Nesting activity

A pair of Large-billed Gerygone are once again taking advantage of a branch arching over the Spring-fed Ponds on which to construct their nest.  They made a start about 4 days ago –
I noticed one of these delightful little birds busily pulling at some silken thread that was holding two leaves together (possibly a retreat constructed by one of our many Jumping Spiders)
and watched it making a start on the nest.  A very clever design with a sloping verandah which shields the occupiers from our heavy tropical downpours, it looks remarkably  like a bit of flood debris caught on a branch.  The birds enter the nest by flying up under the sloping verandah.  I’ve been watching the building progress over a few days – there was no activity at the nest when I visited today although I could hear a call close by. The nest, in the RH photo looks close to complete.

wild_wings_swampy_things_gerygone nestwild_wings_swampy_things_birds_large-billed gerygone_nest building

Another hanging nest;  Brown-backed Honeyeaters returned for their breeding season after a few months absence during the winter.  Their nest is a rounder shape than the Gerygone with a more obvious verandah over the side entrance and they appear to be very fond of using Paperbark from the various species of Melaleuca growing here.  The photo on the right gives a better view of the verandah.

The Brown-backed Honeyeater parents were very busy cramming food into the noisy inhabitants of this nest on Rupert’s Island.  I was sitting in the canoe – stuck in the muddy margin but my proximity was still a bit disturbing so I didn’t stay long.  The afternoon light was lovely but as the sun sunk lower in the sky I sensed an urgency in providing adequate nourishment to satisfy the nestlings through the night.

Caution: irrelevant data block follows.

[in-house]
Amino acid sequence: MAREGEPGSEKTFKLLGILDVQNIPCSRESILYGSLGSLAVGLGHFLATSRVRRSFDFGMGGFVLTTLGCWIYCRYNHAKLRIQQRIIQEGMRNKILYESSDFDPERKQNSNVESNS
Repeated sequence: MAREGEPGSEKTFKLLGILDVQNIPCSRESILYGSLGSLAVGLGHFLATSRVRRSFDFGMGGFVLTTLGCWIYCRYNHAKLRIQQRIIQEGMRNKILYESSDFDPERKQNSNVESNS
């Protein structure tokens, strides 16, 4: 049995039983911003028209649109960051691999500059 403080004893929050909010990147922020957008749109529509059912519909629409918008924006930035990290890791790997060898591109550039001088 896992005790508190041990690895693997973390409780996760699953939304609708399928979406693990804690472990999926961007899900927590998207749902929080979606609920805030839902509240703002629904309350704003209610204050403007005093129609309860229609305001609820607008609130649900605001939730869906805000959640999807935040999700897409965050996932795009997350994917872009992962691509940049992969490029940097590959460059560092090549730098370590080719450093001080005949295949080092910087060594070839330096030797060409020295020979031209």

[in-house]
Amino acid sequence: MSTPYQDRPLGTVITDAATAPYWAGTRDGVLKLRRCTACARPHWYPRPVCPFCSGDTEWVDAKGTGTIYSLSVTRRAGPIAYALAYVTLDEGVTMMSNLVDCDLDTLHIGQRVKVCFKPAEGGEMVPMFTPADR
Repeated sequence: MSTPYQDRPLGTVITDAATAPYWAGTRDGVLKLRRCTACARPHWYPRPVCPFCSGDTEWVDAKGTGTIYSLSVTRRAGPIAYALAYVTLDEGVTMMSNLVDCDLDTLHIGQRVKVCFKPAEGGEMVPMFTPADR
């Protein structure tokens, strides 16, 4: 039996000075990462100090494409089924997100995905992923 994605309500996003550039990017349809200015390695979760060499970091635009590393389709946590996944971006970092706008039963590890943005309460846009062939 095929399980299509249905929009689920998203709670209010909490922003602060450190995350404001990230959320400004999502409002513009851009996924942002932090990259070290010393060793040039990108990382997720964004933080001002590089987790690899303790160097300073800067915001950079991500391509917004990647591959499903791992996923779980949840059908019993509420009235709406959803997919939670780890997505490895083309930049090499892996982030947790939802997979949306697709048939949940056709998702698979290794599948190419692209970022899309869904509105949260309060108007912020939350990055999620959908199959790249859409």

wild_wings_swampy_things_birds_brown-backed honeyeater

wild_wings_swampy_things_birds_brown-backed honeyeater nest

And in a different area of the property this BB Honeyeater was busy with nest construction – and still has quite a job ahead of it.

wild_wings_swampy_things_bb honeyeater building nest

2 responses to “Nesting activity

  1. Its always lovely finding nests like those.
    I stumbled upon a Brown Thornbill nest a couple of days ago, just below knee height, in a heath shrub.
    Only the camouflage would save it from predation.
    But hopefully it will be all right.
    Your birds nests are right out in the open. Presumably more concerend about Tree Snakes than Currawongs.
    Denis

    • You may be right Denis although Black Butcherbirds are rather efficient at “cleaning up” nests. The Sunbirds have given up nesting on our verandah after successive Butcherbird attacks but there are plenty of alternative venues for the Sunbirds now. And of course Tree Snakes also check out our verandah – its a busy place some days!

Leave a Reply

Fill in your details below or click an icon to log in:

WordPress.com Logo

You are commenting using your WordPress.com account. Log Out / Change )

Twitter picture

You are commenting using your Twitter account. Log Out / Change )

Facebook photo

You are commenting using your Facebook account. Log Out / Change )

Google+ photo

You are commenting using your Google+ account. Log Out / Change )

Connecting to %s